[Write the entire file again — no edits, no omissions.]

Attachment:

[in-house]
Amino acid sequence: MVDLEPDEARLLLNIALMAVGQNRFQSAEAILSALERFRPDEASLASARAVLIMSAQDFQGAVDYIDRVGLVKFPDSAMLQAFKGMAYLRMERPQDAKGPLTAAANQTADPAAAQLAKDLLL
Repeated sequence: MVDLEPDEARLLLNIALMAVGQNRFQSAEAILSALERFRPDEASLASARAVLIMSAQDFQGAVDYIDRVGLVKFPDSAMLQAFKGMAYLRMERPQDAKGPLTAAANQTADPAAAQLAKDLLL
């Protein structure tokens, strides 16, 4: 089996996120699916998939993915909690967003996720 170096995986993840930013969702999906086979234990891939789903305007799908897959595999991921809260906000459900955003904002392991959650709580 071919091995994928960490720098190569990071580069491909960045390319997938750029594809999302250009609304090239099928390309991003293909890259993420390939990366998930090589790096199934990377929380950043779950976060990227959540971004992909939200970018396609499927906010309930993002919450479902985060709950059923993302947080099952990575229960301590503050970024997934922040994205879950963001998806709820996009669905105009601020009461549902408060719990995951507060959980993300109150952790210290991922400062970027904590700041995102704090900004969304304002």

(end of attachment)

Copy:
[in-house]
Amino acid sequence: MVDLEPDEARLLLNIALMAVGQNRFQSAEAILSALERFRPDEASLASARAVLIMSAQDFQGAVDYIDRVGLVKFPDSAMLQAFKGMAYLRMERPQDAKGPLTAAANQTADPAAAQLAKDLLL
Repeated sequence: MVDLEPDEARLLLNIALMAVGQNRFQSAEAILSALERFRPDEASLASARAVLIMSAQDFQGAVDYIDRVGLVKFPDSAMLQAFKGMAYLRMERPQDAKGPLTAAANQTADPAAAQLAKDLLL
């Protein structure tokens, strides 16, 4: 089996996120699916998939993915909690967003996720 170096995986993840930013969702999906086979234990891939789903305007799908897959595999991921809260906000459900955003904002392991959650709580 071919091995994928960490720098190569990071580069491909960045390319997938750029594809999302250009609304090239099928390309991003293909890259993420390939990366998930090589790096199934990377929380950043779950976060990227959540971004992909939200970018396609499927906010309930993002919450479902985060709950059923993302947080099952990575229960301590503050970024997934922040994205879950963001998806709820996009669905105009601020009461549902408060719990995951507060959980993300109150952790210290991922400062970027904590700041995102704090900004969304304002």